Eight Things to Consider When Choosing Child Care and Picking a Nursery

My Eight Tips For Choosing the Right Nursery childcare kindergarten

My Eight Tips For Choosing the Right Nursery

I don’t know about you but when I had a baby, I knew I’d be going back to work. I just knew I wasn’t cut out to stay at home until b went to school. I enjoy working and I wanted to go back for me. I write more about being a working mum here.

My Eight Tips For Choosing the Right Nursery childcare kindergarten

I was worried though about what would happen with b and as soon as he was born, the prospect of returning to work was fairly daunting – even though it was almost a year away! I knew that some nurseries had waiting lists and I wanted to give ourselves enough time to visit a few and consider all our options. Did we want to go with a nursery or did we want to go with a child minder? Should we pick a nursery close to where we live or close to where I work?

So many questions!

child care options nursery or childminder things to consider

Nursery, Child Minder or Family?

For us, having family look after b was out of the question. My parents live in Hertfordshire and Mr D’s parents had just retired. Although I know they would have considered looking after him, they just didn’t need to be tied down a couple of days a week. It’s time for them to enjoy retirement and make the most of their free days – not be stuck looking after a toddler all week!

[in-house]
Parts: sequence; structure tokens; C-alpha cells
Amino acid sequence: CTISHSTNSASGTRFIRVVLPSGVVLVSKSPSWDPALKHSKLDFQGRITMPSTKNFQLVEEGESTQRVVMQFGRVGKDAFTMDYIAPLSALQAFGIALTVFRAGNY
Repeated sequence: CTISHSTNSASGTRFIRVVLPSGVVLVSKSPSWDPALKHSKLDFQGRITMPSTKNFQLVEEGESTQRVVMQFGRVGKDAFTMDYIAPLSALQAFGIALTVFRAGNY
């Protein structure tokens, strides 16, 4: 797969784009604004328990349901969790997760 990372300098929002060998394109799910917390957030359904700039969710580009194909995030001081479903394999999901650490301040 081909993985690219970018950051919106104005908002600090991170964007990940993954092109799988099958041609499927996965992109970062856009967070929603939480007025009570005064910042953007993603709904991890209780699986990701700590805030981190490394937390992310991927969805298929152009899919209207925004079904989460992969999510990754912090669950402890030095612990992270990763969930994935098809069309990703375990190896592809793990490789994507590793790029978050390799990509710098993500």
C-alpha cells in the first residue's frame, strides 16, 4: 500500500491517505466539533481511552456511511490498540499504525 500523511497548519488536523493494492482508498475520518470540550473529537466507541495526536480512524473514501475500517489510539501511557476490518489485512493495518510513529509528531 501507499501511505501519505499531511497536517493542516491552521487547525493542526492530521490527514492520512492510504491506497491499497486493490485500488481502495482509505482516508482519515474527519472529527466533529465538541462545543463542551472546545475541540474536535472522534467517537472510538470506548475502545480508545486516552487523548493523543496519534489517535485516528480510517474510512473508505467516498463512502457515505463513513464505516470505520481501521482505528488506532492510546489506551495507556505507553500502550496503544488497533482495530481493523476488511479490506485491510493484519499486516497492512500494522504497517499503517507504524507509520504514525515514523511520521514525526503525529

I also wasn’t keen on the child minder option. I preferred the idea of a structured nursery setting. And with all that in mind, we started looking around a few nurseries in the Weston-super-Mare area. I wanted to get a feel for as many as possible and understand the differences. What does a good Ofsted rating mean when compared with excellent? I honestly had no idea. My only thought was, how do I know the people working at the nursery will care for my child properly?!

First Impressions

As with most things, first impressions count for a lot – being greeted with a warm and friendly welcome when you enter, and seeing straight away that the nursery is secure- always a bonus.preparing a child for pre school nursery toddler busy bees wsm

We visited a few nurseries in the area and in the end we decided to go with Busy Bees in Weston-super-Mare. We really liked that the facility is a purpose built nursery rather than a building that has been adapted to fit a nursery. We also felt that because they are a national chain of nurseries, they had a lot more to offer than local nurseries in the area.

Here are some things that helped us when we were making the nursery choice: